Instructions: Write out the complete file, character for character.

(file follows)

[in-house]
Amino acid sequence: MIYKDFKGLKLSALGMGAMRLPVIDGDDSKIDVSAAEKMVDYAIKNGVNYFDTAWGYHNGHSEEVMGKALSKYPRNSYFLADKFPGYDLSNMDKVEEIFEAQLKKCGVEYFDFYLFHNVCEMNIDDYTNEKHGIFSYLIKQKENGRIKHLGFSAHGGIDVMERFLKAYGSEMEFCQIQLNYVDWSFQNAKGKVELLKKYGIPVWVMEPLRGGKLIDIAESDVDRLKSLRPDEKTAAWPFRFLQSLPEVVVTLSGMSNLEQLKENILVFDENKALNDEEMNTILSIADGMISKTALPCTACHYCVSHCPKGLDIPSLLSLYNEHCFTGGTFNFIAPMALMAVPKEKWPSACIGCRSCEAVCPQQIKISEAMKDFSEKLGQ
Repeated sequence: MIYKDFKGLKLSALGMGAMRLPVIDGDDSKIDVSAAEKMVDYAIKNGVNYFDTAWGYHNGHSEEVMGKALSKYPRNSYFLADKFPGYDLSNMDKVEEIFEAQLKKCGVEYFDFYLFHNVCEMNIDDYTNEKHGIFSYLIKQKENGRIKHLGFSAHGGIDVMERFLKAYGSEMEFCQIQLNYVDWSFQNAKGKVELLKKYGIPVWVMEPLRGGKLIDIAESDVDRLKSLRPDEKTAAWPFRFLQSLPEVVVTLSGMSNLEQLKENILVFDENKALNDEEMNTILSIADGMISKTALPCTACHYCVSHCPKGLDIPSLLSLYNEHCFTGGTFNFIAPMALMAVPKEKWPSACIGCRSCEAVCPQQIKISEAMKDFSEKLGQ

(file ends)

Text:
[in-house]
Amino acid sequence: MIYKDFKGLKLSALGMGAMRLPVIDGDDSKIDVSAAEKMVDYAIKNGVNYFDTAWGYHNGHSEEVMGKALSKYPRNSYFLADKFPGYDLSNMDKVEEIFEAQLKKCGVEYFDFYLFHNVCEMNIDDYTNEKHGIFSYLIKQKENGRIKHLGFSAHGGIDVMERFLKAYGSEMEFCQIQLNYVDWSFQNAKGKVELLKKYGIPVWVMEPLRGGKLIDIAESDVDRLKSLRPDEKTAAWPFRFLQSLPEVVVTLSGMSNLEQLKENILVFDENKALNDEEMNTILSIADGMISKTALPCTACHYCVSHCPKGLDIPSLLSLYNEHCFTGGTFNFIAPMALMAVPKEKWPSACIGCRSCEAVCPQQIKISEAMKDFSEKLGQ
Repeated sequence: MIYKDFKGLKLSALGMGAMRLPVIDGDDSKIDVSAAEKMVDYAIKNGVNYFDTAWGYHNGHSEEVMGKALSKYPRNSYFLADKFPGYDLSNMDKVEEIFEAQLKKCGVEYFDFYLFHNVCEMNIDDYTNEKHGIFSYLIKQKENGRIKHLGFSAHGGIDVMERFLKAYGSEMEFCQIQLNYVDWSFQNAKGKVELLKKYGIPVWVMEPLRGGKLIDIAESDVDRLKSLRPDEKTAAWPFRFLQSLPEVVVTLSGMSNLEQLKENILVFDENKALNDEEMNTILSIADGMISKTALPCTACHYCVSHCPKGLDIPSLLSLYNEHCFTGGTFNFIAPMALMAVPKEKWPSACIGCRSCEAVCPQQIKISEAMKDFSEKLGQ